Review Fix Exclusive: Todd Haberman Talks Score of ‘The Charnel House’

Review Fix chats with film composer Todd Haberman, who discusses his score of the horror flick “The Charmel House.”

Review Fix: What makes this score special?

Todd Haberman: This score is a modern dark and dirty thriller that always has a sense of mystery to it. The music needed to tell a story that was not always visible to the viewer and I was also trying at the same time to not get in the way. I used a blend of synthesizers and orchestra to color every scene.

Review Fix: What track is your favorite and why?

Haberman: There’s a scene where Blane learns the truth about The Charnel House. He is lead on a walk around the building and ends up in the basement where he discovers the truth. There is very little dialogue and it’s a long scene. The music is what keeps you involved and propels the scene forward. There’s tremendous opportunity there to create something special and I had fun with it.

Review Fix: How do you “bring the fear”?

Haberman: The fear came in a few different ways. Sometimes the fear came with the mystery and it was as simple has a sustained pitch or an aleatoric figure on the strings. Other times it needed to be aggressive and was a distorted percussion and synthesizer combination.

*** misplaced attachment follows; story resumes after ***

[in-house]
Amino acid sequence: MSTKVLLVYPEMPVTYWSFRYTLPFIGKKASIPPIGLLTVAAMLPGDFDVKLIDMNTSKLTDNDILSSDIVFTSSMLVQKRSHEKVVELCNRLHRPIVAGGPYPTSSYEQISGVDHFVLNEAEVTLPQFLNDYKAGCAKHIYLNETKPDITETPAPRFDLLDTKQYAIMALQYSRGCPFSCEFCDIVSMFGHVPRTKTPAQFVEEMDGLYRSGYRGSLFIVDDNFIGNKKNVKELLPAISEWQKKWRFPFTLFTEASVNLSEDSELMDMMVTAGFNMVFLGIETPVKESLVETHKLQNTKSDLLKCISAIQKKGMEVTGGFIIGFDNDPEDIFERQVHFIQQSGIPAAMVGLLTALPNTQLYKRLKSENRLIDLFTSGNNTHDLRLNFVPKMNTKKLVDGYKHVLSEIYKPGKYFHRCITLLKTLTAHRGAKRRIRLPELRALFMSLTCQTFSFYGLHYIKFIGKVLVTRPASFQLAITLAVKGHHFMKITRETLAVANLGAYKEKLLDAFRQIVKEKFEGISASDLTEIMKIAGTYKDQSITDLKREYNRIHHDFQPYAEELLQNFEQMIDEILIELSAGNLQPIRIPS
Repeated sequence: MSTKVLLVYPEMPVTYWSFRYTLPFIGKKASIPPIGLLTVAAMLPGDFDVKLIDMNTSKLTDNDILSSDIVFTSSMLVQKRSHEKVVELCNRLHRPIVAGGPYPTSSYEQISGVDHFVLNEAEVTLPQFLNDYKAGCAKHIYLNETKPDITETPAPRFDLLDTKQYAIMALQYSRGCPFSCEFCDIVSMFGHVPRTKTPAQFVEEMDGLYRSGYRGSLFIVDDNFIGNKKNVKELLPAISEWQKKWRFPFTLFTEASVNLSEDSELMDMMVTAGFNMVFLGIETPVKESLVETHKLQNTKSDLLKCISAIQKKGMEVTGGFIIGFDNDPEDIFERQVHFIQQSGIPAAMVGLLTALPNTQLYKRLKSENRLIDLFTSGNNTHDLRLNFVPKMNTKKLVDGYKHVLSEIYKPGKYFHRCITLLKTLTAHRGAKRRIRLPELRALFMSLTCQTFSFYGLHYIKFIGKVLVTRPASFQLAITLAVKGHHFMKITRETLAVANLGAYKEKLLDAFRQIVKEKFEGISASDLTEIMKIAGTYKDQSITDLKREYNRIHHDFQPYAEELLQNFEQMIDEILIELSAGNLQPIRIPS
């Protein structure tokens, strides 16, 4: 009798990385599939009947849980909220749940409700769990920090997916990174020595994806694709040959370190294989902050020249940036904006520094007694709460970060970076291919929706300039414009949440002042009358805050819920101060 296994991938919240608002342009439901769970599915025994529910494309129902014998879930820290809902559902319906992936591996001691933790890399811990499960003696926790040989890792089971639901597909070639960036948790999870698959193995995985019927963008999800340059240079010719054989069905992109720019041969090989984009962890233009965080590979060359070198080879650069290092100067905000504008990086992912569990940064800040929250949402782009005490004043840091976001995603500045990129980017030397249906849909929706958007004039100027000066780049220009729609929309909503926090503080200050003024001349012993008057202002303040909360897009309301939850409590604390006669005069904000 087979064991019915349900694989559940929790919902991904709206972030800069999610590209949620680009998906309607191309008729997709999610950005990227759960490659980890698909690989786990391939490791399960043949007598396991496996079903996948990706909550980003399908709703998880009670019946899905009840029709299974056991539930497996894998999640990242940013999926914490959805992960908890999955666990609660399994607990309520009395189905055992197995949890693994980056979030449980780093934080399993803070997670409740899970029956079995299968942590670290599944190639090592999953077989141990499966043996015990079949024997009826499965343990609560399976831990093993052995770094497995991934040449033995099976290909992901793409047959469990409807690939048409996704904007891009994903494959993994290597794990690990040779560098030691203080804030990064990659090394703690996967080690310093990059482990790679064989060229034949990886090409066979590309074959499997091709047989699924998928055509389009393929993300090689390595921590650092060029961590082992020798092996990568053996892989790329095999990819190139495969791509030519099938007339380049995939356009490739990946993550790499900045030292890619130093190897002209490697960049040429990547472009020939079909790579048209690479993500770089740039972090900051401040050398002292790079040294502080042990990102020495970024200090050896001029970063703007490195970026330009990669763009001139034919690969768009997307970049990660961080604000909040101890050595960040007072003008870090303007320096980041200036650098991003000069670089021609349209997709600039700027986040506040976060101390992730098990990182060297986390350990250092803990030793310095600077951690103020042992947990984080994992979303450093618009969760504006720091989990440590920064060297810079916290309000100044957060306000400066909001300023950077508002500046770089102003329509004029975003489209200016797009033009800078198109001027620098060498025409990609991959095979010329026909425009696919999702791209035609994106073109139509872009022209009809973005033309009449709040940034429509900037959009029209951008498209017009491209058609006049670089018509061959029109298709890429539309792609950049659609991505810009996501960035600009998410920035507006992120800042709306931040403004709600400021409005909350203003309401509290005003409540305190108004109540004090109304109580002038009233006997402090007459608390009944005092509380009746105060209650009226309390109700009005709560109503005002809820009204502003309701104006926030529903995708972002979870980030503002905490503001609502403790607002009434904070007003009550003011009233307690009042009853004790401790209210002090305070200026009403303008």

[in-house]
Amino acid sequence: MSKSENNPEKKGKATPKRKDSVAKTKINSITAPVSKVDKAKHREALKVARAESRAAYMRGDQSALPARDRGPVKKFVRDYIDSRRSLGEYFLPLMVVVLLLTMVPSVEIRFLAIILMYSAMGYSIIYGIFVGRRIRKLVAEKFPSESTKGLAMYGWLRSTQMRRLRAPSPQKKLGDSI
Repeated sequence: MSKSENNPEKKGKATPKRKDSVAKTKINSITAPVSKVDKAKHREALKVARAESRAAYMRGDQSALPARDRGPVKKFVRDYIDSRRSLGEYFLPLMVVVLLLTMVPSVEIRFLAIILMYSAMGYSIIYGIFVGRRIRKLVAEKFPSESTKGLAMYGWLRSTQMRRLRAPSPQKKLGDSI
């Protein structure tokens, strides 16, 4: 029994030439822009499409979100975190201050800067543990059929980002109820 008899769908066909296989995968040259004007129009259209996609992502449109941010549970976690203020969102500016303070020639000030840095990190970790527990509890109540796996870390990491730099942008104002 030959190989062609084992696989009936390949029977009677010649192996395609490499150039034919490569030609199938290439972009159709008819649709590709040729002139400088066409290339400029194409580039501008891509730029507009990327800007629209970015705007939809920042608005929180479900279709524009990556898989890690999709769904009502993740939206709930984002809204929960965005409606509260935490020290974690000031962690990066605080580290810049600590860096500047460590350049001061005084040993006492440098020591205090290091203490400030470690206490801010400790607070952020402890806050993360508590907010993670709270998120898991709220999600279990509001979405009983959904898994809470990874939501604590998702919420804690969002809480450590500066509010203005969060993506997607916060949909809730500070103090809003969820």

Review Fix: How do you think your tunes improve the film?

Haberman: The music was pivotal to moving the the story forward telling and speaking for things we can’t see.

Review Fix: Bottom line, why should someone check out this film?

Haberman: It’s a great story and an exciting thriller.

Review Fix: What’s next for you?

Haberman: I just finished a film called 12 Feet Deep, another thriller that I hope everyone gets to see because it’s also a really good movie from director Matt Eskandari. Next I’m starting up on a film with a pair of directors I’ve worked with before, Kenny Gage and Devon Downs.

About Patrick Hickey Jr. 13063 Articles
Patrick Hickey Jr. is the Founder, Editor-in-Chief, Master Jedi and Grand Pooh-bah of and is the author of the book, "The Minds Behind the Games: Interviews with Cult and Classic Video Game Developers," from leading academic and non-fiction publisher McFarland and Company. He is currently the Assistant Director of the Journalism Program at Kingsborough Community College and is a former News Editor at NBC Local Integrated Media and a National Video Games Writer at the late He has also had articles and photos published in The New York Times, The New York Daily News, Complex and The Syracuse Post-Standard. Love him. Read him.

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